Rallying together to ease the pain: ACTION Ontario brings together patients and experts to discuss the needs of Ontarians with chronic pain
TORONTO, Nov. 9 /CNW/ - Veronica tripped on the playground and broke her ankle. Ann developed shingles. Will broke his toe in two places. These seemingly routine ailments should have been minor inconveniences, but for Veronica, Ann and Will, these incidents marked the beginning of an agonizing daily battle with chronic pain, which has altered the course of each of their lives.
The cause of all this pain is neuropathic pain, a type of pain that results from injury or disease of the nerves, spinal cord or the brain. More than one million Ontarians suffer from this type of pain as a result of multiple sclerosis, trauma to the spinal cord, diabetes, shingles, AIDS, breast cancer and a number of other conditions. Besides neuropathic pain, Ontarians are afflicted by other kinds of chronic pain resulting from injury or dysfunction of muscles, bones, ligaments, internal organs and many other causes. Collectively, chronic pain affects millions of Canadians.
"The number of people suffering from chronic pain in Canada is staggering," says Dr. Angela Mailis-Gagnon, chair of ACTION Ontario and founder and director of the Comprehensive Pain Program at the Toronto Western Hospital. "Our healthcare system is failing these patients. They're not being properly diagnosed and their pain is not being managed. We need to develop a strategy to help these patients regain their quality of life and be able to contribute in a meaningful way to society."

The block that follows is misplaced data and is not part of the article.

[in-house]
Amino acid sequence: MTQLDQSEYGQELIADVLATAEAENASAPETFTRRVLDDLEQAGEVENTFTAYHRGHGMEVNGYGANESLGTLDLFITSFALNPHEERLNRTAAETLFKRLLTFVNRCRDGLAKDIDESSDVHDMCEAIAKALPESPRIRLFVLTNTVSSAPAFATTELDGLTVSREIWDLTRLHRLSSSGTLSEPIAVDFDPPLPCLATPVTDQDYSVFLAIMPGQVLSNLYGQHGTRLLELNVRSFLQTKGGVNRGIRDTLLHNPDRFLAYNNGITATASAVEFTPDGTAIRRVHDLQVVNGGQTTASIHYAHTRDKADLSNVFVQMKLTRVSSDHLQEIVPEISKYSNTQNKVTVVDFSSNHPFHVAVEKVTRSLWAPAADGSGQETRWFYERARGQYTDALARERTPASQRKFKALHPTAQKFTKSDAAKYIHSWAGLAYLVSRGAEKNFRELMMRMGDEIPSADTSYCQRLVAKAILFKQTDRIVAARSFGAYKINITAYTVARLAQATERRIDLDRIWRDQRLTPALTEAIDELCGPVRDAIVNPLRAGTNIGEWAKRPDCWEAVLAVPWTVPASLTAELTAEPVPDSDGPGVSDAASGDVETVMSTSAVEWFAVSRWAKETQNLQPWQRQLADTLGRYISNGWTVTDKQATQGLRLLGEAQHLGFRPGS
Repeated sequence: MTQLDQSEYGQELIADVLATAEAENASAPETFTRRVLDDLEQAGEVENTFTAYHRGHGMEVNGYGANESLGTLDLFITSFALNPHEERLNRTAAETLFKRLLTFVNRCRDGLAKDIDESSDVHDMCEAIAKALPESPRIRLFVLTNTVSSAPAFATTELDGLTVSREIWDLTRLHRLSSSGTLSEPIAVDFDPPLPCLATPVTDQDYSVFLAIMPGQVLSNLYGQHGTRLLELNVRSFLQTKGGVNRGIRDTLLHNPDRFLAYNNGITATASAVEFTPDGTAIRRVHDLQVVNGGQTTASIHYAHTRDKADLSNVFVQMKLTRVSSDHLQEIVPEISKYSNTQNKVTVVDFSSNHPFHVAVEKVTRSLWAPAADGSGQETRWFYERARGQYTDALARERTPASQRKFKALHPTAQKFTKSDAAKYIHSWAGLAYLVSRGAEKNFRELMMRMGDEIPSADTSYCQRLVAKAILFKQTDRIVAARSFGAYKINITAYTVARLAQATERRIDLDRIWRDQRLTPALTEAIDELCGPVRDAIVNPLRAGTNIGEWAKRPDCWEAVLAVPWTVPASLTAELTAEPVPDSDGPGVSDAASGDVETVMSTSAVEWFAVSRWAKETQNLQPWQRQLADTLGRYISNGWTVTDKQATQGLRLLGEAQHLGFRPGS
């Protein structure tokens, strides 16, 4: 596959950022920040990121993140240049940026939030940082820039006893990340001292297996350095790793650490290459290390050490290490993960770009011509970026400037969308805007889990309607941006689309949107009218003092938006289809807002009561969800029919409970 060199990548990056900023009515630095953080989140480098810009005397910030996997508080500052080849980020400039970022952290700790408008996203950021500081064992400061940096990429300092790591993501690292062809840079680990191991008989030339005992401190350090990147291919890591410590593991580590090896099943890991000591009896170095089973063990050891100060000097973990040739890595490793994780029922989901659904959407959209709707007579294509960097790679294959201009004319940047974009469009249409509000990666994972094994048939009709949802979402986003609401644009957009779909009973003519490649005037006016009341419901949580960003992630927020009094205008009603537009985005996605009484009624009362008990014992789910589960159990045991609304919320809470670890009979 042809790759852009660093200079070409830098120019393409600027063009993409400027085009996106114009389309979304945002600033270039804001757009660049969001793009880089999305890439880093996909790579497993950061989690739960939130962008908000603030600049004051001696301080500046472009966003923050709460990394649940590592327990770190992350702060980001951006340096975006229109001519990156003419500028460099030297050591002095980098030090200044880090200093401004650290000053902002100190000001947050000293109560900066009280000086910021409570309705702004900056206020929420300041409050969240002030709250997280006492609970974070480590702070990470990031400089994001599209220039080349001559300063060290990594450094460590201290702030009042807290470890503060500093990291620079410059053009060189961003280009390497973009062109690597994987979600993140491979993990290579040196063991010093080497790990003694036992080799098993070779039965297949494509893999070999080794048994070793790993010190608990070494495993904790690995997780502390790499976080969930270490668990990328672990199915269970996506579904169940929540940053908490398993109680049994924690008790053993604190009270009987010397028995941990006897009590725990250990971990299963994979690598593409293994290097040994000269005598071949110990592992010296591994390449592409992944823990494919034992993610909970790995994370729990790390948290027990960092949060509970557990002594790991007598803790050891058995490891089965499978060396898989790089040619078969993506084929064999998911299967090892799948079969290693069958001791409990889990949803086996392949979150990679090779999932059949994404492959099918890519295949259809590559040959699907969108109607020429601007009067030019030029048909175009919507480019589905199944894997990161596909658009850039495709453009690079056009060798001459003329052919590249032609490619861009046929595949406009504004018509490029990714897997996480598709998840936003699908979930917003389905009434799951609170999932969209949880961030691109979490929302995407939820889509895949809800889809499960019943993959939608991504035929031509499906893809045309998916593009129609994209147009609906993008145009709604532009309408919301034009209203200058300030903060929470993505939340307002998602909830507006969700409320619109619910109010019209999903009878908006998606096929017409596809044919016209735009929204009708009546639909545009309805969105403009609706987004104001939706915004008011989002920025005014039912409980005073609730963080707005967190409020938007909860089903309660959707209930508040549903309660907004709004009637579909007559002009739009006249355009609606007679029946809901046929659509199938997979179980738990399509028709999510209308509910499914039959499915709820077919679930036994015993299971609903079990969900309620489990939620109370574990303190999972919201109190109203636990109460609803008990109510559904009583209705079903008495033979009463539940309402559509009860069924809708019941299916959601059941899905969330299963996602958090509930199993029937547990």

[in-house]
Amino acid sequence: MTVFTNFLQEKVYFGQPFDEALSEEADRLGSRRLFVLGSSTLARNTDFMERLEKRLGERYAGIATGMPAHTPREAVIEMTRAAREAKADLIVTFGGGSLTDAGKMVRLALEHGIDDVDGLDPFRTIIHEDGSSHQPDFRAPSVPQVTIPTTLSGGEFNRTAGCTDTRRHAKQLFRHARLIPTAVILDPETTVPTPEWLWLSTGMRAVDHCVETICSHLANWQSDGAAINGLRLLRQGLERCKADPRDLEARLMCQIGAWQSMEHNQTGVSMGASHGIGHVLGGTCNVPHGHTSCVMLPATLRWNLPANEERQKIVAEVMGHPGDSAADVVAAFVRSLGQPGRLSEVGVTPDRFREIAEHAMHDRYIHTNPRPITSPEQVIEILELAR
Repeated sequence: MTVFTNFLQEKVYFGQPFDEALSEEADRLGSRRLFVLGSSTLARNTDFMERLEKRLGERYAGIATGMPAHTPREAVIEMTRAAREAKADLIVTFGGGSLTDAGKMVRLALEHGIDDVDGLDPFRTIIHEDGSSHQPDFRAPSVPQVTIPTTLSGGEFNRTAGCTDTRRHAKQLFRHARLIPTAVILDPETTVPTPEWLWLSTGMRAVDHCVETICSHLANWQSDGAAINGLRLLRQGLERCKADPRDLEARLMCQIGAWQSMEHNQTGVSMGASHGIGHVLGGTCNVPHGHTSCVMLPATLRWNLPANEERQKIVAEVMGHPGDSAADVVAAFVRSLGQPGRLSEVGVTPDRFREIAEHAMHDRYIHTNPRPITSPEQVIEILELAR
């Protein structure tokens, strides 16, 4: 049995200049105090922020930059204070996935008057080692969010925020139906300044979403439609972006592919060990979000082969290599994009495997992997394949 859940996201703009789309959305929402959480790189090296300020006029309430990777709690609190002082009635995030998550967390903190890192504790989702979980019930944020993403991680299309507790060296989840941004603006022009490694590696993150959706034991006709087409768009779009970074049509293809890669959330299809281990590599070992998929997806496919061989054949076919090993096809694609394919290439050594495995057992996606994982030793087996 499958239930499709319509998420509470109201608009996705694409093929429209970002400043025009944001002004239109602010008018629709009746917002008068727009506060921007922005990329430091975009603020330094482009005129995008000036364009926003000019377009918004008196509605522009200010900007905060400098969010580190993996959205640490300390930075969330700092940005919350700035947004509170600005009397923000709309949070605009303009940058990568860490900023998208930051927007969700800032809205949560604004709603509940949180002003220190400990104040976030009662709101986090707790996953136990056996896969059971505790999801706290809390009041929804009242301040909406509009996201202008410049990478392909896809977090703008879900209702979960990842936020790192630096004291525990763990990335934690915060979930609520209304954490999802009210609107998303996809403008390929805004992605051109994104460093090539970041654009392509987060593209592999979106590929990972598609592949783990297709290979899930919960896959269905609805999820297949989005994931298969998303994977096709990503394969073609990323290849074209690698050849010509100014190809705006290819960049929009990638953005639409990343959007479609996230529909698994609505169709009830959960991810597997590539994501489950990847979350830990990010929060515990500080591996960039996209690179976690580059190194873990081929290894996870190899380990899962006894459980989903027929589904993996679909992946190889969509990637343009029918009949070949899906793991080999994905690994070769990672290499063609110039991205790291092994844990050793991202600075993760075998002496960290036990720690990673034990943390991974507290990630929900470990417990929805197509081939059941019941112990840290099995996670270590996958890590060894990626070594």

Neuropathic pain in particular, is so debilitating that patients are often unable to sleep, drive, work, or undertake normal daily activities. Patients with this condition visit doctors an average of 15 times a year, spend twice as many days in hospital and have three times more medical tests than people without neuropathic pain. It's estimated that the economic burden of the condition in Ontario alone is more than one billion dollars each year. The cost of all chronic pain is two to three times this figure for Ontario. This includes direct medical costs as well as indirect costs such as the loss of productivity and resource use.
To help to develop a strategy for the healthcare system to better meet the needs of people suffering from chronic pain, ACTION Ontario is hosting a symposium entitled Patient Input for System Change on the afternoon of November 9. The event will bring together patients, physicians and researchers to discuss current needs and share ideas to improve patient outcomes.
Veronica Dunlop will be just one of the many patients attending the symposium and sharing her story. At 17 years old, Veronica is one of the younger patients with neuropathic pain, but the condition affects those of all ages. After breaking her ankle at the age of 9, Veronica's life has been forever changed by her constant battle with pain.
"I spent the first four years following my injury being told by experts that there was nothing wrong with me. My pain is so severe that I have difficulty thinking and concentrating at school and I miss out on countless activities because I'm not able to do a lot of the things my friends do. My greatest wish is to be a normal teenager and I hope that I'm able to find a treatment which will end my suffering."
ACTION Ontario is urging the government to develop a comprehensive pain management strategy to help patients like Veronica regain their lives.
ACTION Ontario, a not-for-profit organization comprised of doctors, researchers, other healthcare professionals and patients, advocates on behalf of neuropathic pain sufferers. ACTION Ontario is committed to increasing awareness about the cost of neuropathic pain and to seeing improvements in the diagnosis and care of people with neuropathic pain. For more information, please visit www.actionontario.ca.
For further information:
Hill & Knowlton Canada
(416) 413-4765 (office)
(416) 518-6032 (cell)